The chairs of Parliament’s Treasury and business select committees are being called upon to conduct an urgent inquiry into reports of poor conduct from energy suppliers in relation to the licensed trade.
The British Beer and Pub Association (BBPA) has today written to Harriett Baldwin MP and Darren Jones MP, chairs of the respective committees, to urge them to convene an immediate inquiry into the energy sector and potential instances of profiteering.
Introduced in October, the government’s Energy Bill Relief Scheme was intended to bring down energy costs for millions of businesses, but it has had little positive impact for the brewing and pub sector.
The trade body is reporting countless examples of price hikes and poor practice, which, in many cases, have meant the impact of government support is effectively nil. This has led to suspicions of profiteering on the back of taxpayers’ money.
Reports from publicans and brewers cite sharp increases in non-energy costs being layered onto bills, harsh new terms and conditions, requirements for enormous upfront security deposits, and even refusing to contract with hospitality businesses at all.
The BBPA has written to the energy regulator Ofgem, which is investigating the claims, but says there is a need for action immediately to prevent what is already becoming the number one cause of business failure in the sector.
The BBPA is calling on MPs in Westminster to demand an explanation from energy suppliers for the current state of the market. It says it is also essential that the recent reduction in wholesale prices is reflected in energy bills quickly.
“The spiralling cost of energy has been our members’ number one concern for close to a year now, and remains so,” said BBPA chief executive, Emma McClarkin.
“Now, multiple reports of poor practice have compelled us to speak up on behalf of suffering businesses and make this urgent call.
“There is no doubt that this is causing businesses to fail. People simply cannot afford to make ends meet and are left with no choice but to shut up shop, meaning a community loses its pub or brewery, and the jobs and livelihoods that go with it, for good.
“The government put this support measure in place to stop this very thing from happening, but the energy suppliers just don’t seem to be playing fair. The damage being wrought on our sector is enormous and I hope that MPs will heed this call and investigate the issues fully.”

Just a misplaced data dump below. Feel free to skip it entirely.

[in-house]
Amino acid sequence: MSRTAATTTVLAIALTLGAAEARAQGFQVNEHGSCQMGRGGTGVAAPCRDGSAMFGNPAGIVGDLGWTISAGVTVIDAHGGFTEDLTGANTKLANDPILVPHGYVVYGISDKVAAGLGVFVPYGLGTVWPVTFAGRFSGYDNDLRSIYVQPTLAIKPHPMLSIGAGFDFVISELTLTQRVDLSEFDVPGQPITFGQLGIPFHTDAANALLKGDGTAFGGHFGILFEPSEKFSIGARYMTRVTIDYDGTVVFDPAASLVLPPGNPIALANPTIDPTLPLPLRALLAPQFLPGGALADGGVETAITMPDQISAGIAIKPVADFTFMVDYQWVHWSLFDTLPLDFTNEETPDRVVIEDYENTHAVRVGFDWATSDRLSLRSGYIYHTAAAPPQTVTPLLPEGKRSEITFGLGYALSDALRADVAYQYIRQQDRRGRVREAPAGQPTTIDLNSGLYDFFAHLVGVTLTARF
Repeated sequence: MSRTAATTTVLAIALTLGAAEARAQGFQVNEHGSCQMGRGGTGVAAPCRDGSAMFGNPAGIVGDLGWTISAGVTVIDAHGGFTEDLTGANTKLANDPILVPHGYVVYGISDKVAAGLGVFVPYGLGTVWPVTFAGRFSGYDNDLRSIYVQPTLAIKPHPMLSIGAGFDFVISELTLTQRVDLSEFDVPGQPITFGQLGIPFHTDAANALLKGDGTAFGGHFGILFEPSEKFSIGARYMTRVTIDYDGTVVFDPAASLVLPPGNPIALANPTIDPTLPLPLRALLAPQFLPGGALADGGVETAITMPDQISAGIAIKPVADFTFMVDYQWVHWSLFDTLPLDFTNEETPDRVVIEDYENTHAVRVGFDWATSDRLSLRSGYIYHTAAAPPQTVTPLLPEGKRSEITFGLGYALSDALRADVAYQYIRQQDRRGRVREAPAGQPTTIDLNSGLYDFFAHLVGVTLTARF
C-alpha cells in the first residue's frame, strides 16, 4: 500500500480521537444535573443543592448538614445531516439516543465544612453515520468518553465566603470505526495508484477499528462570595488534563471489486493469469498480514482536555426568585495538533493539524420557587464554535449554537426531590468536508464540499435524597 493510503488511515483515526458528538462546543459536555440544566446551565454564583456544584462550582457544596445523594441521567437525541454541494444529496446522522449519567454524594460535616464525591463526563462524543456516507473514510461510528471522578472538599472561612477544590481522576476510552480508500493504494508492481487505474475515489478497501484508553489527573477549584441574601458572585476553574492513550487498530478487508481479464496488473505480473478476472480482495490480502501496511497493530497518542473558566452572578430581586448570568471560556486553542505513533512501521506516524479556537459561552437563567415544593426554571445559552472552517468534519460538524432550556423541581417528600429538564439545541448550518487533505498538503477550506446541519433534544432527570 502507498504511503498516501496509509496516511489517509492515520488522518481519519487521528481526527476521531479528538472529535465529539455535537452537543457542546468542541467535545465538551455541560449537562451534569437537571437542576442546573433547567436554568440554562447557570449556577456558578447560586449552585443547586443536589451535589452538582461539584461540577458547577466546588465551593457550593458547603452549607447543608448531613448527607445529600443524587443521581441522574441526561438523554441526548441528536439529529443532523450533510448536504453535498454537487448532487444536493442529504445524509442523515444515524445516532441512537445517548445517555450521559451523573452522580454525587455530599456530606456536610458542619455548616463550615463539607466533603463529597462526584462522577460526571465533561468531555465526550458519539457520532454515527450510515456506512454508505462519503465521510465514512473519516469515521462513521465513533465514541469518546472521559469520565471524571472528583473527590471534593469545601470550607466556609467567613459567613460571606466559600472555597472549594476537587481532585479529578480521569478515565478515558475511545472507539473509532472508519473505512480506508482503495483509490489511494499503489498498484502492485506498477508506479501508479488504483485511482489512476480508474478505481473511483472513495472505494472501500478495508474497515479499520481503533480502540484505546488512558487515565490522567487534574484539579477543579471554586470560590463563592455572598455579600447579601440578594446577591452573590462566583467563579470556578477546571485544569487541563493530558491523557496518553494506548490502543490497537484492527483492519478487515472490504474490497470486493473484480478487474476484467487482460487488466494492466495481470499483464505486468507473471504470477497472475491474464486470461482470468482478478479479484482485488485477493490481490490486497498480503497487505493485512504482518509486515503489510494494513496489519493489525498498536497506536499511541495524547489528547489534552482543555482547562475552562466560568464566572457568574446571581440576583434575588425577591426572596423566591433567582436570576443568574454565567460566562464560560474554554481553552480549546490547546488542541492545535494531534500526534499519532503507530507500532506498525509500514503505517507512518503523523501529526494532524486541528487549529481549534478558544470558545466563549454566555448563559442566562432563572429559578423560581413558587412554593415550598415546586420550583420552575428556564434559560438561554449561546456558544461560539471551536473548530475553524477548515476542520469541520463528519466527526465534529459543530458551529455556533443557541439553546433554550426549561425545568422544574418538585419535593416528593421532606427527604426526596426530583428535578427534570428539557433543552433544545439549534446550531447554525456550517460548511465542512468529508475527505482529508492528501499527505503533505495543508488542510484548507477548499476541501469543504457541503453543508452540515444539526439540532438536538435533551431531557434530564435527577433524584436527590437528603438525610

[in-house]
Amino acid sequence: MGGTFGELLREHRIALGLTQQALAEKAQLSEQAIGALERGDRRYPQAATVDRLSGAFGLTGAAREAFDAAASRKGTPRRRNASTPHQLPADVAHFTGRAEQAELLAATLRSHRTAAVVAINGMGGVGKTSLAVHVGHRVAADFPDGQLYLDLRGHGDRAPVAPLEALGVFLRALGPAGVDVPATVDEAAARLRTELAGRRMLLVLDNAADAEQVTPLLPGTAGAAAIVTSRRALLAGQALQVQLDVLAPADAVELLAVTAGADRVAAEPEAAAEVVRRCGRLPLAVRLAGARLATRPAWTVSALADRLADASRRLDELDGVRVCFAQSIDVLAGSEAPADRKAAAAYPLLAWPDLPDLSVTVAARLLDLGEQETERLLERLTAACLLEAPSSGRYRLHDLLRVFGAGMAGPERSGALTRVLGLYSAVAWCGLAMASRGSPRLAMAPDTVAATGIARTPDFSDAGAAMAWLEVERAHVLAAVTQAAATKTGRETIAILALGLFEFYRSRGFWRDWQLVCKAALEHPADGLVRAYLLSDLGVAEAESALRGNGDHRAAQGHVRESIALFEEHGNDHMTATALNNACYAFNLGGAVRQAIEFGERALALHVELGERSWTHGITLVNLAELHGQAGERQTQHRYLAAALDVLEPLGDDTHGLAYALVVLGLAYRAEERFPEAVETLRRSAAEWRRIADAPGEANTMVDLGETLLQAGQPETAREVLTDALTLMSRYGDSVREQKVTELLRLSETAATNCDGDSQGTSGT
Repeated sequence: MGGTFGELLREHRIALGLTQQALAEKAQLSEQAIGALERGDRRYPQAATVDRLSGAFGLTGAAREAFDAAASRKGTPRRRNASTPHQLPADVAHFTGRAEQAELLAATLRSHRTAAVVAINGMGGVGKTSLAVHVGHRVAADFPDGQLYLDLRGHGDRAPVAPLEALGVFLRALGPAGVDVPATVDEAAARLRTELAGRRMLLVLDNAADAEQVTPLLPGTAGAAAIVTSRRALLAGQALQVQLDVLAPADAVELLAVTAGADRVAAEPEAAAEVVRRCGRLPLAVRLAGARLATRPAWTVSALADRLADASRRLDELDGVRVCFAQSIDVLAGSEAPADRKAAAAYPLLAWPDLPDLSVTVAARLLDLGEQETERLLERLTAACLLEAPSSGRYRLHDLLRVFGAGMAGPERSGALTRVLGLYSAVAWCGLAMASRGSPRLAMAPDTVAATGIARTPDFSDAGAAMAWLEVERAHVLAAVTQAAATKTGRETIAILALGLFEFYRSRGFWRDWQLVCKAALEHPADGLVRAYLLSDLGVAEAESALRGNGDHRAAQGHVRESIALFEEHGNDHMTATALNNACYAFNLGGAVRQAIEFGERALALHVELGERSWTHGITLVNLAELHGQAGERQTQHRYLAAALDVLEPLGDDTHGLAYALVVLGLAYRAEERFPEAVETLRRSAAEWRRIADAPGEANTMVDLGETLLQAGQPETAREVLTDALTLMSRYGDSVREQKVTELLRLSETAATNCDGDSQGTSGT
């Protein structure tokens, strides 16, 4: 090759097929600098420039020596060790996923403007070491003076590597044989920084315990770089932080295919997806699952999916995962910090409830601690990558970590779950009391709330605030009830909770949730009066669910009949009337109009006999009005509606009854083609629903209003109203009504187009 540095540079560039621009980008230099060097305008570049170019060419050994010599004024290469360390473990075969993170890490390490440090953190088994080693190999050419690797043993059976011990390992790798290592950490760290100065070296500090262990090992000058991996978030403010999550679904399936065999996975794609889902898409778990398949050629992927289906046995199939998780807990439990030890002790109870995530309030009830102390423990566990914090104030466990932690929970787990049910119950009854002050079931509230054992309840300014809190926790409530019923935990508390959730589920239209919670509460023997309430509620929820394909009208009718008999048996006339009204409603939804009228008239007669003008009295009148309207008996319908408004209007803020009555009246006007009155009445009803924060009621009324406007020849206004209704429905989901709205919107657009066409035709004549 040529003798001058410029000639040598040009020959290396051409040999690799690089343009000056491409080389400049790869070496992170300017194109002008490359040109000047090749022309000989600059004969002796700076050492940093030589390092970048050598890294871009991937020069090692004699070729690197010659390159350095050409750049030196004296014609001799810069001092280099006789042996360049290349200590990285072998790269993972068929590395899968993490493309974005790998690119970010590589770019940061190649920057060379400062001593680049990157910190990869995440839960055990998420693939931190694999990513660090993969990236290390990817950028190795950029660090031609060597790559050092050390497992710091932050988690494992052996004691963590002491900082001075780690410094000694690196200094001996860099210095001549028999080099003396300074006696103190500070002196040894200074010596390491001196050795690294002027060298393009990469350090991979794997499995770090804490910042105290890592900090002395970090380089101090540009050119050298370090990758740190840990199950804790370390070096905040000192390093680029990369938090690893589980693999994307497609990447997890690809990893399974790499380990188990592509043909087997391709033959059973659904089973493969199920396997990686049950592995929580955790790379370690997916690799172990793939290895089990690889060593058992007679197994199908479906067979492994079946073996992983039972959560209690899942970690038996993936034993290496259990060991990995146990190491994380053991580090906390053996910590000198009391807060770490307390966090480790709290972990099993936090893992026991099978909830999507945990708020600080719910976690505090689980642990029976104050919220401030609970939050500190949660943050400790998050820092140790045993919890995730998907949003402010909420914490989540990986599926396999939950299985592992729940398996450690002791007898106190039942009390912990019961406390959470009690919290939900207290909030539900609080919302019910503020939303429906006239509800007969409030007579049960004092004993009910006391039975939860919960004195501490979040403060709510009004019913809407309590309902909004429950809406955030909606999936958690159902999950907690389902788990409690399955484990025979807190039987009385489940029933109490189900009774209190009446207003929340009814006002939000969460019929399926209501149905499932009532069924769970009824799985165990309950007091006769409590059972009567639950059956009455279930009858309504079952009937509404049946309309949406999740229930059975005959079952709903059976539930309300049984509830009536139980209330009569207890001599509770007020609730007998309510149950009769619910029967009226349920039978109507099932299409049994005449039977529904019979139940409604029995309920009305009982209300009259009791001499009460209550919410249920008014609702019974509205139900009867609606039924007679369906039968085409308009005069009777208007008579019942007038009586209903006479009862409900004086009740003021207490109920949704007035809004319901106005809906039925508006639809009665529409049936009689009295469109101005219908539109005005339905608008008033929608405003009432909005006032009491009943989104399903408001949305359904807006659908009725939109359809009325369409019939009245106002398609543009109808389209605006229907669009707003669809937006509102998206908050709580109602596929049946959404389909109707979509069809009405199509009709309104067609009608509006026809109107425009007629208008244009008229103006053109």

CAMRA backed up the BBPA’s call, with chair Nik Antona adding: “Given that many businesses haven’t had the reduced energy costs they were expecting as a result of this behaviour by energy companies, CAMRA is urging the chancellor to use his Budget in March to announce more support with energy bills to help save the UK’s world-renowned pubs and breweries.
“The chancellor also needs to cut duty on beer and cider served in pubs by 20% and make the business rates system fairer if our locals are to survive this cost-of-doing-business crisis.”
In an article for The House website yesterday, Baroness Twycross said: “A u-turn on support for the sector in relation to energy bills and a retention of a permanent lower rate of 12.5% VAT would be welcome.
“But either way, the government’s 2021 Hospitality Strategy now looks lacking in its understanding of the threats to the sector, and an urgent rethink is required if the then business secretary’s remarks about “the social value of our hospitality businesses” is not to be lost. Her full article can be read here.
Case study: The York. Morecambe
“Not only have our energy bills been extortionate, but our supplier has also added on extra unexpected charges outside of our standard rates, from a £2k installation fee to doubling our daily hire charge unexpectedly,” said licensee Gemma Gardener.
“We have tried to switch suppliers but been rejected, and the only reason we’re able to keep going is because our pub company is helping us through. We’re struggling with our bills, but so are our customers, and so we’re being squeezed at both ends.
“Not knowing what we’ll be charged month on month is incredibly scary. This isn’t only our business but our home, and we’re at the mercy of our energy suppliers.”